"And I think he’s got the best chance to hold the seat in November," Clinton added.
He never appeared in person for Romanoff.
Obama, meanwhile, was in Colorado in February to fundraise for Bennet, and he called into the senator's "tele-town hall" last week.
"Michael has been as good of a senator as I expected him to be," the president said during the event. He added: "I know there have been a lot of negative ads running against Michael in the last few weeks, which is sort of politics as usual. But when he came to Washington, he came to get things done and not just play the usual political games."
Clinton has been a successful surrogate for Democrats in tough contests. In May, he headlined an event for Rep. Mark Critz (D-Pa.) in the final days of Pennsylvania's special election to fill the late Rep. John Murtha’s (D-Pa.) congressional seat. Critz pulled off a somewhat unexpected win in the Republican-leaning district.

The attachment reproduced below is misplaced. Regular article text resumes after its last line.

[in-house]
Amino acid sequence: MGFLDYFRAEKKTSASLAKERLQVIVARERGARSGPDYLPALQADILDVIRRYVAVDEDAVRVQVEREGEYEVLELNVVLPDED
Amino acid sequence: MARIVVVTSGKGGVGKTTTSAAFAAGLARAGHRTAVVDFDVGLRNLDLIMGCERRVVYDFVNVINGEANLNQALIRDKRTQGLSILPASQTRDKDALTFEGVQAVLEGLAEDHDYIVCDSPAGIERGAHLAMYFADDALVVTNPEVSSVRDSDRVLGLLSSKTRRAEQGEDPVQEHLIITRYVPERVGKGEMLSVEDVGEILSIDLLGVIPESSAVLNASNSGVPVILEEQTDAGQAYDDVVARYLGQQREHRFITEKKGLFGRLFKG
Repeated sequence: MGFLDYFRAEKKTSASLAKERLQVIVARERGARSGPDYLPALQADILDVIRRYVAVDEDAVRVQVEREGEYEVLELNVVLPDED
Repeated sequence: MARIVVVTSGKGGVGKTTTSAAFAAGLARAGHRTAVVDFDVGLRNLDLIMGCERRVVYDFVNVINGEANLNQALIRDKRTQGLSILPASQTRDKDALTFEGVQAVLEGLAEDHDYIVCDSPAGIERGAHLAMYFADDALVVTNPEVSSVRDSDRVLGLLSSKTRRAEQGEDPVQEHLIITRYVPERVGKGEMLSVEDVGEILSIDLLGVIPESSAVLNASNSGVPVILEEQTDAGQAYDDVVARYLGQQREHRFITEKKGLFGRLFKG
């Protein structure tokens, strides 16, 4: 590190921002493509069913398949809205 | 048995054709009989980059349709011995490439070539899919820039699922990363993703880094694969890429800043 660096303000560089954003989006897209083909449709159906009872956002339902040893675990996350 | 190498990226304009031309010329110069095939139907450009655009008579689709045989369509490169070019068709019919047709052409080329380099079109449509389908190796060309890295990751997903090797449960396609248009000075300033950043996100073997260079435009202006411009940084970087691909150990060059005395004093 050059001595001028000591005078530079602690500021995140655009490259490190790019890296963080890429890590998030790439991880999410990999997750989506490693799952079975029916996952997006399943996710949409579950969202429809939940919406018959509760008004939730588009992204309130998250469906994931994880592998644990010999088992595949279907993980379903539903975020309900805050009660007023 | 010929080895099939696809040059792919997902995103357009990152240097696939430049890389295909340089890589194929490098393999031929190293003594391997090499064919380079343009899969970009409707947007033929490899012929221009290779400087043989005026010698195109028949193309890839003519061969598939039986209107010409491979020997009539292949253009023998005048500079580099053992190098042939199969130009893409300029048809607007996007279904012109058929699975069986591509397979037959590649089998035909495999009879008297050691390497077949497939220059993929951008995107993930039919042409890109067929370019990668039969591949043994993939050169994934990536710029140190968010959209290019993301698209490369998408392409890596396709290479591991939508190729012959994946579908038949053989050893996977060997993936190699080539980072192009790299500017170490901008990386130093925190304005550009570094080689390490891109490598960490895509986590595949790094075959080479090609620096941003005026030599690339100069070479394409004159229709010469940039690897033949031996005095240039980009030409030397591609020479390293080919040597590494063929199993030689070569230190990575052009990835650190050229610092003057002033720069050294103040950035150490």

In early June, Clinton went to Arkansas to campaign for embattled Democratic Sen. Blanche Lincoln, who ended up winning her primary runoff.
Meanwhile, Obama has had a mixed record of endorsing candidates. Earlier this cycle he backed Sen. Arlen Specter (D-Pa.) to win his primary over Rep. Joe Sestak (D-Pa.). Sestak ended up winning that contest.